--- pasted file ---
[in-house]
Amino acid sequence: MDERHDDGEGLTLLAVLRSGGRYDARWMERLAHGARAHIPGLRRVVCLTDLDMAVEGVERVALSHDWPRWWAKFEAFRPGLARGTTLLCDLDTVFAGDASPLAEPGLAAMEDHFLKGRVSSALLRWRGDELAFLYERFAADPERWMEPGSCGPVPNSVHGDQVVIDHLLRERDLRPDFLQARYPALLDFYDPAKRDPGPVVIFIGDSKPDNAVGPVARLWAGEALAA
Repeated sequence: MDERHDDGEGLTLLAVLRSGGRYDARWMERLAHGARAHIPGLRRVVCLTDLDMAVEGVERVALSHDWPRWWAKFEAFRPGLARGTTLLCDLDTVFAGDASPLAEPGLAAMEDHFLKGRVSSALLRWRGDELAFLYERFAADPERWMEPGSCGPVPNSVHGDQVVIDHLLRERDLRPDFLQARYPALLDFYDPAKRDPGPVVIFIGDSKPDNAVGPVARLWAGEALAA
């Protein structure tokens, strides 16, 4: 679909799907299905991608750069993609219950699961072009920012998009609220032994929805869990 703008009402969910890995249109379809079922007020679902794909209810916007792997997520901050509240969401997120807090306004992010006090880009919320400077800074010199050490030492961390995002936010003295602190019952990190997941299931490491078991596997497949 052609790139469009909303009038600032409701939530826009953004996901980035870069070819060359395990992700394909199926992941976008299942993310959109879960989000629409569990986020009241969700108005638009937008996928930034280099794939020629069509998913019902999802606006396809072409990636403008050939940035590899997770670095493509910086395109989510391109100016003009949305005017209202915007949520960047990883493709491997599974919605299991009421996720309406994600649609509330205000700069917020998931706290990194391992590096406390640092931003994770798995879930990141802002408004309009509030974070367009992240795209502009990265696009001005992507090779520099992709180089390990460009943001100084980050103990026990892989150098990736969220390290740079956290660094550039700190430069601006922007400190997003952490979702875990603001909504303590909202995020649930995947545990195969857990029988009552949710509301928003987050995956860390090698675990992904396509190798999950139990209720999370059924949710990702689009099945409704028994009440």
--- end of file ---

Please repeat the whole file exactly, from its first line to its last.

[in-house]
Amino acid sequence: MDERHDDGEGLTLLAVLRSGGRYDARWMERLAHGARAHIPGLRRVVCLTDLDMAVEGVERVALSHDWPRWWAKFEAFRPGLARGTTLLCDLDTVFAGDASPLAEPGLAAMEDHFLKGRVSSALLRWRGDELAFLYERFAADPERWMEPGSCGPVPNSVHGDQVVIDHLLRERDLRPDFLQARYPALLDFYDPAKRDPGPVVIFIGDSKPDNAVGPVARLWAGEALAA
Repeated sequence: MDERHDDGEGLTLLAVLRSGGRYDARWMERLAHGARAHIPGLRRVVCLTDLDMAVEGVERVALSHDWPRWWAKFEAFRPGLARGTTLLCDLDTVFAGDASPLAEPGLAAMEDHFLKGRVSSALLRWRGDELAFLYERFAADPERWMEPGSCGPVPNSVHGDQVVIDHLLRERDLRPDFLQARYPALLDFYDPAKRDPGPVVIFIGDSKPDNAVGPVARLWAGEALAA
């Protein structure tokens, strides 16, 4: 679909799907299905991608750069993609219950699961072009920012998009609220032994929805869990 703008009402969910890995249109379809079922007020679902794909209810916007792997997520901050509240969401997120807090306004992010006090880009919320400077800074010199050490030492961390995002936010003295602190019952990190997941299931490491078991596997497949 052609790139469009909303009038600032409701939530826009953004996901980035870069070819060359395990992700394909199926992941976008299942993310959109879960989000629409569990986020009241969700108005638009937008996928930034280099794939020629069509998913019902999802606006396809072409990636403008050939940035590899997770670095493509910086395109989510391109100016003009949305005017209202915007949520960047990883493709491997599974919605299991009421996720309406994600649609509330205000700069917020998931706290990194391992590096406390640092931003994770798995879930990141802002408004309009509030974070367009992240795209502009990265696009001005992507090779520099992709180089390990460009943001100084980050103990026990892989150098990736969220390290740079956290660094550039700190430069601006922007400190997003952490979702875990603001909504303590909202995020649930995947545990195969857990029988009552949710509301928003987050995956860390090698675990992904396509190798999950139990209720999370059924949710990702689009099945409704028994009440």